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Dec 03rd
Home Columns Dissenting Opinion International Committee “DEFEND” Condemns Continuing Oppression of Professor Sison
International Committee “DEFEND” Condemns Continuing Oppression of Professor Sison PDF Print E-mail
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Columns - Dissenting Opinion
Saturday, 07 June 2008 02:49

Issued by

International Committee DEFEND

Email: * Telephone: 00-31-30-8895306



We, the International Committee DEFEND, hereby condemn the long-running scheme of Philippine and Dutch government authorities at the highest level to oppress and criminalize Professor Jose Maria Sison by subjecting him to false charges of murder against him and to an endless politically-motivated criminal investigation. 

The oppression of Professor Sison by Dutch authorities began on January 26, 2005, when Philippine Foreign Secretary Alberto Romulo and Dutch Justice Minister Piet Hein Donner met and agreed to subject Professor Sison to false murder charges in connection with the killing of Philippine military assets Romulo Kintanar in 2003 and Arturo Tabara in 2004.


The Romulo-Donner agreement led to the intense surveillance on Professor Sison, the taking of testimonies by the Dutch police from witnesses provided by Philippine authorities in Manila from January 2006 onwards and the arrest of Professor Sison on August 28, 2007, as well as raids on the office of the NDF Information office and the homes of members, consultants and staffers of the NDFP Negotiating Panel.


The scheme to oppress and criminalize Professor Sison and other Filipinos abroad is part of the so-called legal offensive of the Arroyo government to preoccupy and stigmatize leaders of the opposition by levelling false criminal charges against them through the instrumentality of so-called Inter-Agency Legal Action Group (IALAG) of the Oplan Bantay Laya.  This agency is so notorious that the UN special rapporteur on extrajudicial killings and summary executions, Philip Alston, has recommended its abolition.


It is important to be aware of the political context in which Professor Sison is subjected to endless criminal investigation despite the decisions of the District Court of The Hague on September 13, 2007, The Hague Court of Appeal on October 3, 2007, and the examining judge on November 21, 2007, that there is no prima facie evidence against him.  In its decision, the Hague Court of Appeal pointed to the political context in which the witnesses against Professor Sison are unreliable and that it is doubtful whether he can cross-examine the witnesses who are managed by the Philippine military.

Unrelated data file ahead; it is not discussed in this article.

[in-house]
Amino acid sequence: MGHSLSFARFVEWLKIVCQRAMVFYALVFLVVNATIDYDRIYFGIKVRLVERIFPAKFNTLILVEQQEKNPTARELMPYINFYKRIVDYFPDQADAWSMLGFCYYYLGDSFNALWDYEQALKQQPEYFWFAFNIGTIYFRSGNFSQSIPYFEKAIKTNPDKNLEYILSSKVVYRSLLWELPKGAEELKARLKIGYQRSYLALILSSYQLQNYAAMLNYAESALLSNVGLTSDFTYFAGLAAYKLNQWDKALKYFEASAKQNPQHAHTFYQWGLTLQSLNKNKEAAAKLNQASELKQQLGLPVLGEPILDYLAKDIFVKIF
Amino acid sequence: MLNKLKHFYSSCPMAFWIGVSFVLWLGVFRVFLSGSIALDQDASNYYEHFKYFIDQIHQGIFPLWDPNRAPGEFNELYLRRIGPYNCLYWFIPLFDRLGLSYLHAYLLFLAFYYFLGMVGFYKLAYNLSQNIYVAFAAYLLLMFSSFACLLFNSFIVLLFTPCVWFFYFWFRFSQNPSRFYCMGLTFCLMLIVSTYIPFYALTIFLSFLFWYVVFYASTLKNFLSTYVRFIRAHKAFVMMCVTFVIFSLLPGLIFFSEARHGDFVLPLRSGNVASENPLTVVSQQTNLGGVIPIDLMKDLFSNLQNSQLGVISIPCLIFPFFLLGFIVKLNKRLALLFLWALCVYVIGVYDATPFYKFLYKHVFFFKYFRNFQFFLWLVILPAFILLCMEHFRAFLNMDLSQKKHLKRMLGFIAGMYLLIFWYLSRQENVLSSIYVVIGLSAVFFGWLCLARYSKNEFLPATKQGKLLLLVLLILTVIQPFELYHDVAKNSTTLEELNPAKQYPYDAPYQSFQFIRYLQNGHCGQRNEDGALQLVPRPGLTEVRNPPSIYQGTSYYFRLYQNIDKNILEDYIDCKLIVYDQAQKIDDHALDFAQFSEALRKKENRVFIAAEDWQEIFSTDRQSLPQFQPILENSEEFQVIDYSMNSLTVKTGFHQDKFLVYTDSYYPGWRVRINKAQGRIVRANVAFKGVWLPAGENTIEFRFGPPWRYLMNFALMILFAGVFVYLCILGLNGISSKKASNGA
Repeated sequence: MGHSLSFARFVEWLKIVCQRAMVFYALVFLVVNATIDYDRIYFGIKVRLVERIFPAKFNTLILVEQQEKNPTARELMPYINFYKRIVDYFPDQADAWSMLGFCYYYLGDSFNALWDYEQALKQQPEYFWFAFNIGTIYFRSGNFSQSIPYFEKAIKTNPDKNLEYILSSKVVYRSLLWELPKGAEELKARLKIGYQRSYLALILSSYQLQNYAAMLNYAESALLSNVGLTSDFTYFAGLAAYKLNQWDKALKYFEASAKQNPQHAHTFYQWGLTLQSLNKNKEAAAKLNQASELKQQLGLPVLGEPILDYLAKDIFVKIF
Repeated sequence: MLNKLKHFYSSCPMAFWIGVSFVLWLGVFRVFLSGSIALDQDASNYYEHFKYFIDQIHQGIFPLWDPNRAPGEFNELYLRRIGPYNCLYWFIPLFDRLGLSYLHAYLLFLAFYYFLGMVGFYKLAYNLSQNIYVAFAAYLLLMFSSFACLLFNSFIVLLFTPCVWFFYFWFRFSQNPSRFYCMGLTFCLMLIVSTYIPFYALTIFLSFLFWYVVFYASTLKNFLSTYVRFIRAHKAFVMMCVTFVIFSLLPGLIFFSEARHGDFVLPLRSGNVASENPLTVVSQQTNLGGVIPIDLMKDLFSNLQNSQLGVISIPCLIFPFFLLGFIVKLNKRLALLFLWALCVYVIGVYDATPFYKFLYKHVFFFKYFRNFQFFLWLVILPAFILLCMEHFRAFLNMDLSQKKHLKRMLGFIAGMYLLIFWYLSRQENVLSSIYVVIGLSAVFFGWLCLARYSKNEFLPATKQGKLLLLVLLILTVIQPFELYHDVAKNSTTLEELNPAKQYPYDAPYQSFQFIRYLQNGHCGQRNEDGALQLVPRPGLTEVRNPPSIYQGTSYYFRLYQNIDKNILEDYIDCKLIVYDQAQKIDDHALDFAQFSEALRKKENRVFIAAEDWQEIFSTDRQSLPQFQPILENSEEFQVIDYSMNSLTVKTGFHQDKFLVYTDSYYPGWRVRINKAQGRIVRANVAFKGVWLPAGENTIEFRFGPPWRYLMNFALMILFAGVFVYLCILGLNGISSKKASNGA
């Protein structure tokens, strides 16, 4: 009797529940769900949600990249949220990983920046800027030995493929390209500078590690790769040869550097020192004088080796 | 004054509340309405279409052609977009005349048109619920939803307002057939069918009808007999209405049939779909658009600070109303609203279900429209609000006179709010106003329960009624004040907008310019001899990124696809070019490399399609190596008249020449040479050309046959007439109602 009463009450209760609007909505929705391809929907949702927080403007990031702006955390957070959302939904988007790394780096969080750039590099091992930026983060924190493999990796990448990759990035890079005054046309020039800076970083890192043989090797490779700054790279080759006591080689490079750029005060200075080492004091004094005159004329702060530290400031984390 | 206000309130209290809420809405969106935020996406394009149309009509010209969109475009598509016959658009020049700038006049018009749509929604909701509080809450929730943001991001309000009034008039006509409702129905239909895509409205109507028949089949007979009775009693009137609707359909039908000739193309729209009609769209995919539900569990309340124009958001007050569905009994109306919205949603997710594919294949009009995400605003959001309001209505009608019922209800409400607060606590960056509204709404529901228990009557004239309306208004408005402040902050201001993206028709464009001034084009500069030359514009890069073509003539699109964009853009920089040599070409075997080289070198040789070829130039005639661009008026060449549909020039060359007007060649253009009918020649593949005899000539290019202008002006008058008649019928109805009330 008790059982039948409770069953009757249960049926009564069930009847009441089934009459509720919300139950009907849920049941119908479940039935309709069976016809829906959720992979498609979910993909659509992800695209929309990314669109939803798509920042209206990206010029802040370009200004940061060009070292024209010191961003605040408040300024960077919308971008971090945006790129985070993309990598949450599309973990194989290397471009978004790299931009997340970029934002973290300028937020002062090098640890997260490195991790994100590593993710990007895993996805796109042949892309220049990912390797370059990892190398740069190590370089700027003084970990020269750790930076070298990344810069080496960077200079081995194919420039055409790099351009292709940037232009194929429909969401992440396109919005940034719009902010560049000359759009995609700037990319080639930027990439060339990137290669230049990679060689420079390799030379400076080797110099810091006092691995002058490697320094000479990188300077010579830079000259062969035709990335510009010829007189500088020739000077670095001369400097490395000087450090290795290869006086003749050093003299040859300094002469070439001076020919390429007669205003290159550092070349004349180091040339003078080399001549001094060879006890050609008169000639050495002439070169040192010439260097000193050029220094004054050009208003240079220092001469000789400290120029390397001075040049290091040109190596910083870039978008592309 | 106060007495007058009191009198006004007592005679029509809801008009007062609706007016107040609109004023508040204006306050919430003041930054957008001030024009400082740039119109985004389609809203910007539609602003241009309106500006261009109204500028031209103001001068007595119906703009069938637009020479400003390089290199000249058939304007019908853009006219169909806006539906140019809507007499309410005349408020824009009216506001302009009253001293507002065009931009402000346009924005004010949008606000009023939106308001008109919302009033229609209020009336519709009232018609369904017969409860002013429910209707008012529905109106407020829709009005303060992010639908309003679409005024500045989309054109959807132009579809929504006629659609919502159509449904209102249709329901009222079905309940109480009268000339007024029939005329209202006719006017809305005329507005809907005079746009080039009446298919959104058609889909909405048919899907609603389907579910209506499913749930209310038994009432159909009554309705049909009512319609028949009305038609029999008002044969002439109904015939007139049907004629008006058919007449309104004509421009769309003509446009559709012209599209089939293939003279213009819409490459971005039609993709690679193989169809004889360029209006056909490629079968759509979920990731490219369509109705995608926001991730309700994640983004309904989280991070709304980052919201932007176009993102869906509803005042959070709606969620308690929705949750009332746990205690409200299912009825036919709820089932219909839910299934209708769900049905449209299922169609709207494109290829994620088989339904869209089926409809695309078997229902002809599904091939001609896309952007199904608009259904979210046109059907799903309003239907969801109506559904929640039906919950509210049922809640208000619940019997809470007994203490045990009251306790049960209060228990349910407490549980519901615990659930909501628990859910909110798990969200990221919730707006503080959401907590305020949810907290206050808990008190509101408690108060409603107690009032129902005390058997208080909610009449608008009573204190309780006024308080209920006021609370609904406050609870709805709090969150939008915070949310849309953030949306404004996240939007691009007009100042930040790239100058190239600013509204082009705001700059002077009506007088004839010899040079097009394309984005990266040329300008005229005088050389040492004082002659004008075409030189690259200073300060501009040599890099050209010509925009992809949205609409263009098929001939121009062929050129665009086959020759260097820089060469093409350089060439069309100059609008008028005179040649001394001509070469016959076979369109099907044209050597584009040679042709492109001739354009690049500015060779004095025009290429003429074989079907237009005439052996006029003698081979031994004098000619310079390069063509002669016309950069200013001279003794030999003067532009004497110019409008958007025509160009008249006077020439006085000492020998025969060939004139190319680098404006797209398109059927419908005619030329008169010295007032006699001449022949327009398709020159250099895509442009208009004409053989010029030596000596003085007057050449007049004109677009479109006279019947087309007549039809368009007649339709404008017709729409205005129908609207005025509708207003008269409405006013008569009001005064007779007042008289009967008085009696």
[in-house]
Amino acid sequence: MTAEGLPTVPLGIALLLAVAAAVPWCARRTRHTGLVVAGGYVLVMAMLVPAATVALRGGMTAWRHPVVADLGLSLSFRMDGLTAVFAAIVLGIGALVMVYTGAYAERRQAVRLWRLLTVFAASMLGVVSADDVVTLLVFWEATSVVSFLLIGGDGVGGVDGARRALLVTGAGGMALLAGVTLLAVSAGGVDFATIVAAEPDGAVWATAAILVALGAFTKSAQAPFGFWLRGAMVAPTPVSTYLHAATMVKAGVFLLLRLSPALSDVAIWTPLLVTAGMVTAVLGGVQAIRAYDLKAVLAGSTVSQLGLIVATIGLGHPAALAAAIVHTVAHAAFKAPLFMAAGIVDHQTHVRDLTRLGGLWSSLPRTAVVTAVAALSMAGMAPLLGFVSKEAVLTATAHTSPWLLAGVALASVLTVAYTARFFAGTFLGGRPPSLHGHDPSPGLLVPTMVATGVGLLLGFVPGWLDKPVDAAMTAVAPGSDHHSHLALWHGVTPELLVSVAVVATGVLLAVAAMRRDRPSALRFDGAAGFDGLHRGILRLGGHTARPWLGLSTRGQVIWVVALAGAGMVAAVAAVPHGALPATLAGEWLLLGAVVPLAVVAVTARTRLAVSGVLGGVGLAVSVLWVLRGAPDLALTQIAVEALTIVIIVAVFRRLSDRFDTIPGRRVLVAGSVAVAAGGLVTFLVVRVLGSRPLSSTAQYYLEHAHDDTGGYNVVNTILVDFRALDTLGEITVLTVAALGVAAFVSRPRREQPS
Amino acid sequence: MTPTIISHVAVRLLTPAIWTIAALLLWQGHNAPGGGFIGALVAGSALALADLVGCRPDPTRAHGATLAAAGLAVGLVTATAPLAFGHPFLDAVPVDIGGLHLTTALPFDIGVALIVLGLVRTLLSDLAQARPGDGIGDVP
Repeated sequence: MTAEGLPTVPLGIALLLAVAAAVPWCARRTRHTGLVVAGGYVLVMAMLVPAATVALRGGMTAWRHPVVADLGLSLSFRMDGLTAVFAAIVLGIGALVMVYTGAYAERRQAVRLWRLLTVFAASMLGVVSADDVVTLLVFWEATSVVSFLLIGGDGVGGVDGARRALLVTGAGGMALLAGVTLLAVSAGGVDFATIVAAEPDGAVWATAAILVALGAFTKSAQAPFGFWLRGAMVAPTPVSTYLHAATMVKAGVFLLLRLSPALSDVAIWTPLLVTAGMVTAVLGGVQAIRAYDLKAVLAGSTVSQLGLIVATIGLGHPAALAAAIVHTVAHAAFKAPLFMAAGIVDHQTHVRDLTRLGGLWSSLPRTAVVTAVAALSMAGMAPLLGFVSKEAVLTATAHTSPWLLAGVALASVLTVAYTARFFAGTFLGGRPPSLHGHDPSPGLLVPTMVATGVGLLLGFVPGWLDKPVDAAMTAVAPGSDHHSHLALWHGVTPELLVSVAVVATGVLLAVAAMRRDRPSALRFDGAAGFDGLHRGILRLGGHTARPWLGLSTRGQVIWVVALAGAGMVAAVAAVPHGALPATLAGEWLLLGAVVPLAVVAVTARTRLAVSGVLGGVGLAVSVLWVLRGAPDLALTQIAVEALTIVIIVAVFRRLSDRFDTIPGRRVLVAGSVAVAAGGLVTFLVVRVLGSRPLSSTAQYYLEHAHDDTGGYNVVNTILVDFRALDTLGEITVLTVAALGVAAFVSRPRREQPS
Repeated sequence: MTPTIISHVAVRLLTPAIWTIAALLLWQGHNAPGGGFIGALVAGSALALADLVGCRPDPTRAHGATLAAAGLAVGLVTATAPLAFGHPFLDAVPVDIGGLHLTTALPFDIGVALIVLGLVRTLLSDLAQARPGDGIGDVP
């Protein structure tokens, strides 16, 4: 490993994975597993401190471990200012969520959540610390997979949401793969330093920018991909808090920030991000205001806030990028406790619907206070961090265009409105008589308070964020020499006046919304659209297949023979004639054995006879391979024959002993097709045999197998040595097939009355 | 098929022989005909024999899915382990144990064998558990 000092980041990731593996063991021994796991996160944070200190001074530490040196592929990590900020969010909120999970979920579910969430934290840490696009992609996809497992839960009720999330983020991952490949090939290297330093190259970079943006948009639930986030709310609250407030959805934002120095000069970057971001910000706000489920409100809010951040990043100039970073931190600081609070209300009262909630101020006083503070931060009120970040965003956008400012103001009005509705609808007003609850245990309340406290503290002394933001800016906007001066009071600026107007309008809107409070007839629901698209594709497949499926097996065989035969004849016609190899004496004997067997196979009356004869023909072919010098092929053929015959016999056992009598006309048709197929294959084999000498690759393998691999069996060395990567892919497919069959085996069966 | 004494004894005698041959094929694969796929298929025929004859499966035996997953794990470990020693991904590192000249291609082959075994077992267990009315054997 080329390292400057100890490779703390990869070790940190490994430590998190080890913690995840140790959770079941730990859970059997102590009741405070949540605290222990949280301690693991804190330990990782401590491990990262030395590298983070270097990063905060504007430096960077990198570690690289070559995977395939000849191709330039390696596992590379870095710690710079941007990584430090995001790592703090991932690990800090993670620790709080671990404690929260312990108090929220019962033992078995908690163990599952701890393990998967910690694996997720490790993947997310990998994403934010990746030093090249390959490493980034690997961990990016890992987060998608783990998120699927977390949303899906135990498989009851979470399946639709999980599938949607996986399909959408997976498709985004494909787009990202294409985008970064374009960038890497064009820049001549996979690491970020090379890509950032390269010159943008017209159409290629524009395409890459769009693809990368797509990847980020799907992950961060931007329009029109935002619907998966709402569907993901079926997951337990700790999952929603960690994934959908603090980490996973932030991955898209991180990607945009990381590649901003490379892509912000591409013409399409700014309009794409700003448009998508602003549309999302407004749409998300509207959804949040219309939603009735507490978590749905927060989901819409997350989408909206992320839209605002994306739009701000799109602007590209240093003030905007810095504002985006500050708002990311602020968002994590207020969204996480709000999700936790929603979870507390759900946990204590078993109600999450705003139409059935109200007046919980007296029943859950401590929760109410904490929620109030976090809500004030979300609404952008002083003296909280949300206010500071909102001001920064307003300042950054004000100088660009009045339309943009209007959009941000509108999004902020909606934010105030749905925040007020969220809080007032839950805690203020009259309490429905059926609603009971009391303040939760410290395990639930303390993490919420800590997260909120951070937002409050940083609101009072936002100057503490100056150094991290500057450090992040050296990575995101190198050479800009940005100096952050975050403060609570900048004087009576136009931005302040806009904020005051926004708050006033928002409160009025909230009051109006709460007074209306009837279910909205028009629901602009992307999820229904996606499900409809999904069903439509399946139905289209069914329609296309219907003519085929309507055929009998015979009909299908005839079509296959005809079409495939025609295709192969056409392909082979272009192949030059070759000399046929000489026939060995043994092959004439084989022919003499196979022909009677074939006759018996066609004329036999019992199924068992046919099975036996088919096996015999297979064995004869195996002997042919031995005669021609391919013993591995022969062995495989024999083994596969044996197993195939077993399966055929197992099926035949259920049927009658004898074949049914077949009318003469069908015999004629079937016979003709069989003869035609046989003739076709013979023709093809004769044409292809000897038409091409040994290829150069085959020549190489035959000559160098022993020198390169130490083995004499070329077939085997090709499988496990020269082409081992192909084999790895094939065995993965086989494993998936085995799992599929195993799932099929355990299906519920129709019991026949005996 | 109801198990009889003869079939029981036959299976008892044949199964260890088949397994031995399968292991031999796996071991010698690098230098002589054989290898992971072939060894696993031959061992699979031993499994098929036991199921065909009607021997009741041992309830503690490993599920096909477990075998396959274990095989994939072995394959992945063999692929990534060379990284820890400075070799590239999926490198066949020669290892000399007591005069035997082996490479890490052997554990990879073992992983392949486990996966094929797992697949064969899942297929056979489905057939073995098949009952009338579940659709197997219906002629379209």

In its June 5, 2008, decision on the complaint of Professor Sison demanding the end of the overextended criminal investigation against him, the District Court of The Hague declared that up to now there is no incriminating evidence against him. But the court decided to give the prosecution an unspecified amount of time to further interrogate witnesses and further examine the things seized in the raids on August 28, 2007.


It is anomalous that in its decision the court claims falsely that the lawyer of Professor Sison withdrew the demand for the termination of the criminal investigation. In fact, the lawyer vigorously reminded the court that the prosecution had asked for an extension of the investigation up to mid-June 2008.  It is even more anomalous for the court to claim falsely in its decision that the examining judge closed the preliminary investigation on November 21, 2007, after supposedly giving the prosecution a blank check on the interrogation of witnesses.


The June 5, 2008, decision of the District Court of The Hague has created a series of problems.  It has not made clear what are the grounds and in respect of what facts is the prosecution allowed the unspecified or unlimited time to continue and complete investigation.  The prosecution is practically allowed to generate witnesses and evidence as freely as it wishes and to prolong the investigation as it pleases.


Since the prosecution received the aforesaid court decision, the prosecution has casually tried to enlist the assistance of  the office of the examining judges in  the supposed task of investigation, without  clarity of grounds and without a modicum of respect for the role of the examining judge in accordance  with definite provisions in the Code of Criminal Procedure.


It seems like anything goes in the sphere of criminal investigation, prosecution and even in judicial decision-making so long as the political interests of the highest officials of government are served.  Is the supposed rule of law in The Netherlands being bent or degraded to subserve the political collaboration of the Dutch and other governments against individuals like Professor Jose Maria Sison who intelligently and courageously exercise their freedom of thought at and expression in the service of the people? # # #

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Last Updated on Saturday, 07 June 2008 02:51

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